Arts of Africa
Homeless Hungry Homo comments on how gay Africans are . . . oftentimes more likely to end up in poverty because of the dual criminalization and demonization of same-sex love, by the government and the church respectively. It also comments on the fear of poverty as a result of coming out, and the notion that people will choose to remain “masked” and in the closet for that reason.
— Adejoke Tugbiyele
Tragically, the sort of binary-free, autonomous space artists like Jacolby Satterwhite celebrate is not always available, particularly in parts of contemporary Africa. Adejoke Tugbiyele’s art advocates for richer and more humane understandings of identity and status, particularly with regard to sexual orientation.
Here, Tugbiyele takes discarded and low-value materials, including palm stems, and weaves them into a figure imbued with the colors of the gay pride flag. At the same time, the figure sits in a gesture that evokes a life lived on the streets and wears a mask to conceal the subject’s identity.
Palm stems, steel, wire, metal, wood, US dollar bills
23 5/8 x 29 15/16 x 59 13/16 in. (60 x 76 x 151.9 cm) (show scale)
Frank L. Babbott Fund
The title of this work has changed since it was on view in the exhibition, "Disguise: Masks and Global African Art" in 2016. The change in title stems from general misunderstandings by audiences and to clarify as well as underscore the empowering and uplifting intentions of the artist.
This item is not on view
Adejoke Tugbiyele (Nigerian-American, born 1977). AfroQueer, 2014. Palm stems, steel, wire, metal, wood, US dollar bills, 23 5/8 x 29 15/16 x 59 13/16 in. (60 x 76 x 151.9 cm). Brooklyn Museum, Frank L. Babbott Fund, 2015.42. © artist or artist's estate (Photo: Brooklyn Museum, 2015.42_PS9.jpg)
overall, 2015.42_PS9.jpg. Brooklyn Museum photograph, 2015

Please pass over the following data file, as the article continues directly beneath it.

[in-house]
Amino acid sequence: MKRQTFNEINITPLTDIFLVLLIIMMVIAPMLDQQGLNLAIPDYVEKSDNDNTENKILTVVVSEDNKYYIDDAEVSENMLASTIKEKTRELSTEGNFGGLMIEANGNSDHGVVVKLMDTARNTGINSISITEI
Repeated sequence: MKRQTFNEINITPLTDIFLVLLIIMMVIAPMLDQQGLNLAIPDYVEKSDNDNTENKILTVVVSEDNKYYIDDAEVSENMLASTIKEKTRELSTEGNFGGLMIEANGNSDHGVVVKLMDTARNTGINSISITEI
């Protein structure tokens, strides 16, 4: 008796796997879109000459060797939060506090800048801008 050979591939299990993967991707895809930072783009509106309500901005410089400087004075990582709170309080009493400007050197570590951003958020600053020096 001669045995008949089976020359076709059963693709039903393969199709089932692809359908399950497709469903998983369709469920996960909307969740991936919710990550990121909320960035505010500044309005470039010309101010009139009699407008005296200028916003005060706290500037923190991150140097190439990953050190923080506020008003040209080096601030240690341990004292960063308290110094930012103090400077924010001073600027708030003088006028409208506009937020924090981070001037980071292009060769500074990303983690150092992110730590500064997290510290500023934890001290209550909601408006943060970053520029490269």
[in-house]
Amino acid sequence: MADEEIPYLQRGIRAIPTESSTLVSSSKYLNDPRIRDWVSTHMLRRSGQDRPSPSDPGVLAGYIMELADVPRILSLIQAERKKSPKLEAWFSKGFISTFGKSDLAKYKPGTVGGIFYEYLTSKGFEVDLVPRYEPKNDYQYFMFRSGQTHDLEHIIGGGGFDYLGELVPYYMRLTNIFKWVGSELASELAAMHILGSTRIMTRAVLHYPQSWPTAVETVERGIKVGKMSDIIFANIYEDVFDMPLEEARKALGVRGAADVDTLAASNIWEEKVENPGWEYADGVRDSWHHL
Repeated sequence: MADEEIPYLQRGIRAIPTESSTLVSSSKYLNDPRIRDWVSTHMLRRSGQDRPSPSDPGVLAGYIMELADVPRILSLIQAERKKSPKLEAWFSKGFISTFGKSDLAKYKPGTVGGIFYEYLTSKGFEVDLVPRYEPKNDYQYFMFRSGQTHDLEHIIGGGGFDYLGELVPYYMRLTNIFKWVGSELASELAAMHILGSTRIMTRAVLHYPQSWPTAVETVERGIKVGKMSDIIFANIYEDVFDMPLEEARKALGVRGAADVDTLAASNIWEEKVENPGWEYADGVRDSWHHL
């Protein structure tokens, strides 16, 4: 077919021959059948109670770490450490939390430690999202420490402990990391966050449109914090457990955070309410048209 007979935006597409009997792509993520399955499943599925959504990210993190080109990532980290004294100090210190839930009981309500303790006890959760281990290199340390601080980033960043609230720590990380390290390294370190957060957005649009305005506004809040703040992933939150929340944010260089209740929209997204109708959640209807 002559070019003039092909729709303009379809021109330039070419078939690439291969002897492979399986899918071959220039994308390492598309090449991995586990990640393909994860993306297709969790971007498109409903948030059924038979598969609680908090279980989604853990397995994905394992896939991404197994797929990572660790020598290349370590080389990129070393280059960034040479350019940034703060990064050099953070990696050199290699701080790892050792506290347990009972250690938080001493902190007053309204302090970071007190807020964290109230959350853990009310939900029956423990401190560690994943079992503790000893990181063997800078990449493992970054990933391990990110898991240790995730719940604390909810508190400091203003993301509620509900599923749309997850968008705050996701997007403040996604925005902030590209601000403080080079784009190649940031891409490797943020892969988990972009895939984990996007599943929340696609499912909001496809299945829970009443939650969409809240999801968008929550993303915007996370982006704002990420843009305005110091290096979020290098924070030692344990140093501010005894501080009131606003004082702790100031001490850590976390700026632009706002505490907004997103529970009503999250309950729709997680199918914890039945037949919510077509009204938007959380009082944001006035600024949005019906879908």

"CUR" at the beginning of an image file name means that the image was created by a curatorial staff member. These study images may be digital point-and-shoot photographs, when we don\'t yet have high-quality studio photography, or they may be scans of older negatives, slides, or photographic prints, providing historical documentation of the object.
© Adejoke Tugbiyele
The Brooklyn Museum holds a non-exclusive license to reproduce images of this work of art from the rights holder named here.
The Museum does not warrant that the use of this work will not infringe on the rights of third parties. It is your responsibility to determine and satisfy copyright or other use restrictions before copying, transmitting, or making other use of protected items beyond that allowed by "fair use," as such term is understood under the United States Copyright Act.
For further information about copyright, we recommend resources at the United States Library of Congress
, Cornell University
, Copyright and Cultural Institutions: Guidelines for U.S. Libraries, Archives, and Museums
, and Copyright Watch
For more information about the Museum's rights project, including how rights types are assigned, please see our blog posts on copyright
If you have any information regarding this work and rights to it, please contact email@example.com
If you wish to contact the rights holder for this work, please email firstname.lastname@example.org
and we will assist if we can.
Not every record you will find here is complete. More information is available for some works than for others, and some entries have been updated more recently. Records are frequently reviewed and revised, and we welcome
any additional information you might have.